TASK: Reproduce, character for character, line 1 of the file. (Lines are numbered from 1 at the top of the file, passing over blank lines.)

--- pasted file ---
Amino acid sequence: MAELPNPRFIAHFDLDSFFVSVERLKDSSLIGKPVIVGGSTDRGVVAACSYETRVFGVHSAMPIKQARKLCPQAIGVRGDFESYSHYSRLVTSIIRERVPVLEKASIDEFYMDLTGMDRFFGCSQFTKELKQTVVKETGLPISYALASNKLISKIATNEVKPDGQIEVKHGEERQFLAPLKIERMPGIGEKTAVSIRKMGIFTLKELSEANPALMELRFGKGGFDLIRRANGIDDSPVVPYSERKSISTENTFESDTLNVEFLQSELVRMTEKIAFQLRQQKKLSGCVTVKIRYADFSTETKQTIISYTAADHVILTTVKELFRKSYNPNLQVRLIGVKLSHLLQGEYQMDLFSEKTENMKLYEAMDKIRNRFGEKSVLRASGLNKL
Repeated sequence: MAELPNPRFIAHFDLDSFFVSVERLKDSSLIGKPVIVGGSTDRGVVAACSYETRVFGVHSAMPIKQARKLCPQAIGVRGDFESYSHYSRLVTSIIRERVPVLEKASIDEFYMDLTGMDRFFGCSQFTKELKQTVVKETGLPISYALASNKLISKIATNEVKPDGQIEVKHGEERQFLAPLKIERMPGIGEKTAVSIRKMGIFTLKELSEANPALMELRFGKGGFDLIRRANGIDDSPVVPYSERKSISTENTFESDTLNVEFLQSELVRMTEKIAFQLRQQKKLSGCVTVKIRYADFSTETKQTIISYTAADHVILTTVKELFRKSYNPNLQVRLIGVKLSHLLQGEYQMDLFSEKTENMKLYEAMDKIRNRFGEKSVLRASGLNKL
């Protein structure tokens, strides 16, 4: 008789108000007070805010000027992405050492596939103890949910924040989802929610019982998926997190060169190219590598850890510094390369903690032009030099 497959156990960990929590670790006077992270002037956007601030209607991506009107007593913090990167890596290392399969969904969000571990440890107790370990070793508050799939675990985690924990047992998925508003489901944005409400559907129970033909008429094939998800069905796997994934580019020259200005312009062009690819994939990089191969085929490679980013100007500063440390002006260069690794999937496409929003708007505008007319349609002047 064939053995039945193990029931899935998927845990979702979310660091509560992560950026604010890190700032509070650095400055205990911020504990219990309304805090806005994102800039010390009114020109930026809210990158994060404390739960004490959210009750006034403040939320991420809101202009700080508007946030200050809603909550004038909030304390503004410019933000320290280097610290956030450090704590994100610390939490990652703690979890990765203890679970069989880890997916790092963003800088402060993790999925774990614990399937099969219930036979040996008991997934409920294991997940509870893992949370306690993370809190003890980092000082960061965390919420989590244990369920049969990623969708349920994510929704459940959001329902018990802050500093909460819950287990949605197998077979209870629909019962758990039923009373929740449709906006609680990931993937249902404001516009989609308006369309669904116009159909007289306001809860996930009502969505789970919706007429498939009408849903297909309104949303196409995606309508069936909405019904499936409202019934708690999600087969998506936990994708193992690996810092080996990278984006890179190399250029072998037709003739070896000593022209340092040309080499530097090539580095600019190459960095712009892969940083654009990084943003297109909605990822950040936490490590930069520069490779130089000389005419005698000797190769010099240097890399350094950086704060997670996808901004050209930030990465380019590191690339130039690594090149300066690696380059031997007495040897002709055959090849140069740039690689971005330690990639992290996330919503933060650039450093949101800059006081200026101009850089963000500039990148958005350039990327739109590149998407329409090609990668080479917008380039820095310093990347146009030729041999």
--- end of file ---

Amino acid sequence: MAELPNPRFIAHFDLDSFFVSVERLKDSSLIGKPVIVGGSTDRGVVAACSYETRVFGVHSAMPIKQARKLCPQAIGVRGDFESYSHYSRLVTSIIRERVPVLEKASIDEFYMDLTGMDRFFGCSQFTKELKQTVVKETGLPISYALASNKLISKIATNEVKPDGQIEVKHGEERQFLAPLKIERMPGIGEKTAVSIRKMGIFTLKELSEANPALMELRFGKGGFDLIRRANGIDDSPVVPYSERKSISTENTFESDTLNVEFLQSELVRMTEKIAFQLRQQKKLSGCVTVKIRYADFSTETKQTIISYTAADHVILTTVKELFRKSYNPNLQVRLIGVKLSHLLQGEYQMDLFSEKTENMKLYEAMDKIRNRFGEKSVLRASGLNKL